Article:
Democrats and Republicans are both marching into the Presidents Day recess believing they have gained the upper hand in the debate over national security and terrorism, and both sides are preparing to continue sparring over these topics in the next several weeks.
Republicans are planning to spend much of the recess reaffirming that Democrats and the administration have mismanaged the issues of terrorism and national security — endangering Americans in the process.
In a messaging memo from the House Republican Conference, Members were encouraged to criticize the Obama administration and Congressional Democrats on a host of national security issues including the decision to read alleged “underwear bomber” Umar Farouk Abdulmutallab his Miranda rights, the plan to close the Guantánamo Bay, Cuba, detention facility and the attempt to hold civilian trials for alleged terrorists such as Khalid Sheik Mohammed in New York City rather than in military courts.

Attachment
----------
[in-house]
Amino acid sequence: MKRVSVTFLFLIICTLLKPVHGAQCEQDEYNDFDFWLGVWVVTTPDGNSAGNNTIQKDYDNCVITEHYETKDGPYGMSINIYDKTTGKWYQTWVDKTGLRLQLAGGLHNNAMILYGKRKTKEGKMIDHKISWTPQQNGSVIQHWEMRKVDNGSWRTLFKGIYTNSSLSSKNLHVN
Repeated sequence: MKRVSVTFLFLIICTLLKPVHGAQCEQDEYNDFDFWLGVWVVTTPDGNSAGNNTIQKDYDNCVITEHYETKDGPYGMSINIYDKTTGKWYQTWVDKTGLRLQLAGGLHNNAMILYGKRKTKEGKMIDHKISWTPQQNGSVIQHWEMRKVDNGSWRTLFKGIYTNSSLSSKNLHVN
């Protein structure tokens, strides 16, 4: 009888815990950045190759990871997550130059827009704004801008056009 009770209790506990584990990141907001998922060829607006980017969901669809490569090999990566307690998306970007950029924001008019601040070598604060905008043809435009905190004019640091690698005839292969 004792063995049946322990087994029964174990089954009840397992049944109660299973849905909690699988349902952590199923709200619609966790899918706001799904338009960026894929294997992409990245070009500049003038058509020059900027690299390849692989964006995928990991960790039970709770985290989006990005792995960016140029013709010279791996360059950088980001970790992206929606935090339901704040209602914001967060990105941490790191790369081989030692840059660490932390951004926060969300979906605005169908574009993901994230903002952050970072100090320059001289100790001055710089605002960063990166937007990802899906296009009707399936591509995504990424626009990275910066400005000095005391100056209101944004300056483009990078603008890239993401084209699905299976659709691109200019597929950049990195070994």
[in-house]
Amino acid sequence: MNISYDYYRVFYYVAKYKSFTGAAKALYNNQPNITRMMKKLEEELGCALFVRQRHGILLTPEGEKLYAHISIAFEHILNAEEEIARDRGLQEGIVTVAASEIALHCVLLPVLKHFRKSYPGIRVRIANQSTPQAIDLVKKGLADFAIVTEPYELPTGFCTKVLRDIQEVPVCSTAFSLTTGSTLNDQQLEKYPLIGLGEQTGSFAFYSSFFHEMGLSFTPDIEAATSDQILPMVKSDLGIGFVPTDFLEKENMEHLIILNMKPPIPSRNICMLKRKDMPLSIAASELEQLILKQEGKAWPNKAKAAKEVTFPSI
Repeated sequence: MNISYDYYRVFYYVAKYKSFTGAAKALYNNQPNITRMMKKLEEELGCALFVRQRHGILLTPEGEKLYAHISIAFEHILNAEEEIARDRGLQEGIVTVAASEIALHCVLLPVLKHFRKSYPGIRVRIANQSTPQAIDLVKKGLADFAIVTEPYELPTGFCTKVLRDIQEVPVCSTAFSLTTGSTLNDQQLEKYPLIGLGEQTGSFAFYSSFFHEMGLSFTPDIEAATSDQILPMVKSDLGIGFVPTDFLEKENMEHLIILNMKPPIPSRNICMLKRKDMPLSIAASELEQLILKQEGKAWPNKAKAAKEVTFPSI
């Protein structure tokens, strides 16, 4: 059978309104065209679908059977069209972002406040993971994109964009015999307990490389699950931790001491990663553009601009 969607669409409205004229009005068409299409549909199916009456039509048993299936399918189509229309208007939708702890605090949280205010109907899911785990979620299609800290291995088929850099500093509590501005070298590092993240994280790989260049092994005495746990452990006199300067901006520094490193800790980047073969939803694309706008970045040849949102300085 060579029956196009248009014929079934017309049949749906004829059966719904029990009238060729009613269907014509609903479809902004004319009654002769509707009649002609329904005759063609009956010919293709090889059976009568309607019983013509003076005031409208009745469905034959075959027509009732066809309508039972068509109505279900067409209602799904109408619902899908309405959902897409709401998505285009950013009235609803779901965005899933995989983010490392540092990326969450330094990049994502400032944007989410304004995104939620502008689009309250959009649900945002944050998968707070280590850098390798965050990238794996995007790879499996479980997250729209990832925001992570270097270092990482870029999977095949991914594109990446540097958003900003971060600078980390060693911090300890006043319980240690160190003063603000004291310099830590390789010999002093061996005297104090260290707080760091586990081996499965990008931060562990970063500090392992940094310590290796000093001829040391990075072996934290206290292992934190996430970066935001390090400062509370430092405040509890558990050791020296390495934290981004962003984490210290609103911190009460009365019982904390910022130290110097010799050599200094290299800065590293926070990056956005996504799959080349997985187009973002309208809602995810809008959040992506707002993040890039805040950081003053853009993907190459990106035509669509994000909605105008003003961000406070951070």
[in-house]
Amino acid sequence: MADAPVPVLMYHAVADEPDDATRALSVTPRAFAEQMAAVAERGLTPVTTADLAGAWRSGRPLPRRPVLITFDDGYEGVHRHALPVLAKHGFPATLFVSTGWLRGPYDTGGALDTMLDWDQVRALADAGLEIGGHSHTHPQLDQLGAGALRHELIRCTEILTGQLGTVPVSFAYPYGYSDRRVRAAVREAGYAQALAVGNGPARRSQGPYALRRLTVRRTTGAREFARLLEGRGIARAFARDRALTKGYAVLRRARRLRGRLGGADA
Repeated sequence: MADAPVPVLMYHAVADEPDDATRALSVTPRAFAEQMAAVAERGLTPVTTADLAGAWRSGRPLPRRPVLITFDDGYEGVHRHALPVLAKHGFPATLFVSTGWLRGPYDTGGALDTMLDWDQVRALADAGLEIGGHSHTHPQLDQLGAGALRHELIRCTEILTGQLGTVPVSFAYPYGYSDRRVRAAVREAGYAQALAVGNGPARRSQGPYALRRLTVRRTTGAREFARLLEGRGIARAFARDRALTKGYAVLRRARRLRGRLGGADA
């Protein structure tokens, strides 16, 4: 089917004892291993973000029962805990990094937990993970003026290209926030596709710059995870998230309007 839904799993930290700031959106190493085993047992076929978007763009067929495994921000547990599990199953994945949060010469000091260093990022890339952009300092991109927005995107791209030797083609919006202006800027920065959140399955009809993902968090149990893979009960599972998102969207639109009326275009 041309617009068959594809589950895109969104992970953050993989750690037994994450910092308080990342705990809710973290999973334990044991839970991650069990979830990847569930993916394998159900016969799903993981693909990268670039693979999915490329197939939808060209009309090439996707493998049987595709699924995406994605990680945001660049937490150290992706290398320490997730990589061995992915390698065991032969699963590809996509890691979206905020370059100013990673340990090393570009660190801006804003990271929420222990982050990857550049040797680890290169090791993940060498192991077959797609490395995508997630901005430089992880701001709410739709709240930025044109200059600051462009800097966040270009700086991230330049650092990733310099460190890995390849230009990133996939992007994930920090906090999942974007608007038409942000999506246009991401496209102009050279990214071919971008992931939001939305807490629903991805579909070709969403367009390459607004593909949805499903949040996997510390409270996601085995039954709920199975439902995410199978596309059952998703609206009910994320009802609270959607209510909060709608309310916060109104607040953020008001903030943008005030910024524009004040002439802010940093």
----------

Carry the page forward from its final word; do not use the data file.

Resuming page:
“The president’s decisions have taken us back to a pre-9/11 mentality when we treated terrorism as a law enforcement concern and failed to prevent a deadly attack,” the memo said. “Congressional Democrats are complicit in many of these decisions.”
“These political stunts by the administration will not help protect the American people,” the memo said. “We should not undermine our national security so the president can fulfill a campaign promise or appease extreme liberal activists.”
But while Republicans have sought to cast the involvement of domestic law enforcement officials as a sign of the administration’s haphazard response to terrorism, Democrats are hoping to use it to their advantage.